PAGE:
Counting the vacua is important but not sufficient. A greater understanding of cosmological evolution is essential to determining if the large number of possibilities are realized as actualities. The vacua in string theory with A> 0 are not stable and decay on a time-scale smaller than the recurrence time. This is very general and also very fortunate, since there are serious problems with stable de Sitter space. The instability also allows the Universe to sample all or a large part of the landscape by means of bubble formation. In such a world the probability that some region of space has suitable conditions for life to exist can be large.
The bubble universe based on Linde's eternal inflation seems promising, but it is unclear how to think about it with precision. There are real conceptual problems having to do with the global view of spacetime. The main problem is to reconcile two pictures: the causal patch picture and the global picture. String theory has provided a testing ground for some important relevant ideas, such as black hole complementarity [7,8] and the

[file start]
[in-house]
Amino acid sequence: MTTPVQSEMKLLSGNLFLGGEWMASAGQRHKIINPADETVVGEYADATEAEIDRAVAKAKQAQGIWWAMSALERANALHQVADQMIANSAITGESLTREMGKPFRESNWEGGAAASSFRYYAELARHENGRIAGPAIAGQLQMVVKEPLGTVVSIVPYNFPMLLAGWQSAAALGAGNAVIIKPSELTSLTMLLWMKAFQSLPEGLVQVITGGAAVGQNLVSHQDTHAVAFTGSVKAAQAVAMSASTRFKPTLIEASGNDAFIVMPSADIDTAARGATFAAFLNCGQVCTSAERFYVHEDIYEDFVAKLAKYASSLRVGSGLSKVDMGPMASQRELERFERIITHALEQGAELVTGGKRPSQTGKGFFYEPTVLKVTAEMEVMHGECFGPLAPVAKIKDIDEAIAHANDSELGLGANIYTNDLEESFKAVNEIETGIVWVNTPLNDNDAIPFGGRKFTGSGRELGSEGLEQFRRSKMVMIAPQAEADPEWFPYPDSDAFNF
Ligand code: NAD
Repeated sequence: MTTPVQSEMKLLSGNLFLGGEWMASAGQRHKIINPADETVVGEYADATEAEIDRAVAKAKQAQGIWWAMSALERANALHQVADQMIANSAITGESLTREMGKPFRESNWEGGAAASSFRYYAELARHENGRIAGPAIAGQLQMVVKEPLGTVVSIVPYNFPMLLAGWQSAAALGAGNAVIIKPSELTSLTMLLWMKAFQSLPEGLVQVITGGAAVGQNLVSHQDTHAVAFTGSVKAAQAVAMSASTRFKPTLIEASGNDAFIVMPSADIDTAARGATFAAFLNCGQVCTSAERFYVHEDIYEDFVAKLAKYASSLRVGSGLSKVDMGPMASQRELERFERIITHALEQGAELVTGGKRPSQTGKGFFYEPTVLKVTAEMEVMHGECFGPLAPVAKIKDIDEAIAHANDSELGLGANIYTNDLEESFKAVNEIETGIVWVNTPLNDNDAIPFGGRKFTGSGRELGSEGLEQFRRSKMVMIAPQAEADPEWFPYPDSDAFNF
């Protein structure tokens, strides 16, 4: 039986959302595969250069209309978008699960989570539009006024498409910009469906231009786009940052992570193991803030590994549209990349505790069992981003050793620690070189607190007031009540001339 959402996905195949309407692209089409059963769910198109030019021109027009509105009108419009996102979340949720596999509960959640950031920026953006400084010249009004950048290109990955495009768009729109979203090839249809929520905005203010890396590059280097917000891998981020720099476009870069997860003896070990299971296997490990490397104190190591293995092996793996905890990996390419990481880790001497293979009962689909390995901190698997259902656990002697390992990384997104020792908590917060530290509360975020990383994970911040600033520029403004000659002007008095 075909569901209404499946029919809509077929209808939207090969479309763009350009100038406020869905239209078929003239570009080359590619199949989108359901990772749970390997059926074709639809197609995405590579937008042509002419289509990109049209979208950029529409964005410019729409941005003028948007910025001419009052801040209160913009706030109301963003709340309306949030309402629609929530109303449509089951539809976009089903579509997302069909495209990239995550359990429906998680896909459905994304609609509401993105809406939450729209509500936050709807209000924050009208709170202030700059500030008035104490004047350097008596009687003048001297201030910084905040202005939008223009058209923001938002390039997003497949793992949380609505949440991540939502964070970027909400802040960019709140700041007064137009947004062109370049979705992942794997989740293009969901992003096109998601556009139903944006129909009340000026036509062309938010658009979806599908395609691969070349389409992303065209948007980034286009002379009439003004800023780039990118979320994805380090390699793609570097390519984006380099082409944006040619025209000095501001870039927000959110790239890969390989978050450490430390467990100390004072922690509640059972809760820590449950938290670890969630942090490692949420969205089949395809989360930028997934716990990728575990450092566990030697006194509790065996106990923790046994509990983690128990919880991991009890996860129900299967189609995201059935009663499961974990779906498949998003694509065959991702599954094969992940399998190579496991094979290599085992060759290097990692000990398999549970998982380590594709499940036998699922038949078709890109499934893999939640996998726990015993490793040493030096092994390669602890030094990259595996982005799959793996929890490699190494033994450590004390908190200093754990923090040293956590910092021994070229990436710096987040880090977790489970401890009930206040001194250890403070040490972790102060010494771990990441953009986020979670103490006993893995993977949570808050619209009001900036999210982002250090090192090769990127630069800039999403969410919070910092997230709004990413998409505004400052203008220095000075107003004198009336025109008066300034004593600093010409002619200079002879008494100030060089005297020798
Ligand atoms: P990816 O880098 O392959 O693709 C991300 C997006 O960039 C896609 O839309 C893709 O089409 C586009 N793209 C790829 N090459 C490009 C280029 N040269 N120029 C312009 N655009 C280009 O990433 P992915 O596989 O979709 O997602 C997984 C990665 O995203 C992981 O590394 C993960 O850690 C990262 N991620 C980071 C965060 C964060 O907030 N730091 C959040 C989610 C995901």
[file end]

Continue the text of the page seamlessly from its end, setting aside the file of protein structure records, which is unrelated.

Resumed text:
Holographic Principle [11,12]. Complementarity requires the observer's side of the horizon to have a self-contained conventional quantum description. It also prohibits a conventional quantum description that covers the interior and exterior simultaneously. Any attempt to describe both sides as a single quantum system will come into conflict with one of three sacred principles . The first is the Equivalence Principle, which says that a freely falling observer passes the horizon without incident. The second says that experiments performed outside a black hole should be consistent with the rules of quantum mechanics as set down in Dirac's textbook. No loss of quantum information should take place and the time evolution should be unitary. Finally, the rules of quantum mechanics forbid information duplication. This means that we cannot resolve the so-called information paradox by creating two copies (quantum xeroxing) of every bit as it falls through the horizon - at least not within the formalism of conventional quantum mechanics. The Complementarity and Holographic Principles have been convincingly confirmed by the modern methods of string theory (see, for example, ref. ). The inevitable conclusion is that a global description of geometries with horizons, if it exists at all, will not be based on the standard quantum rules.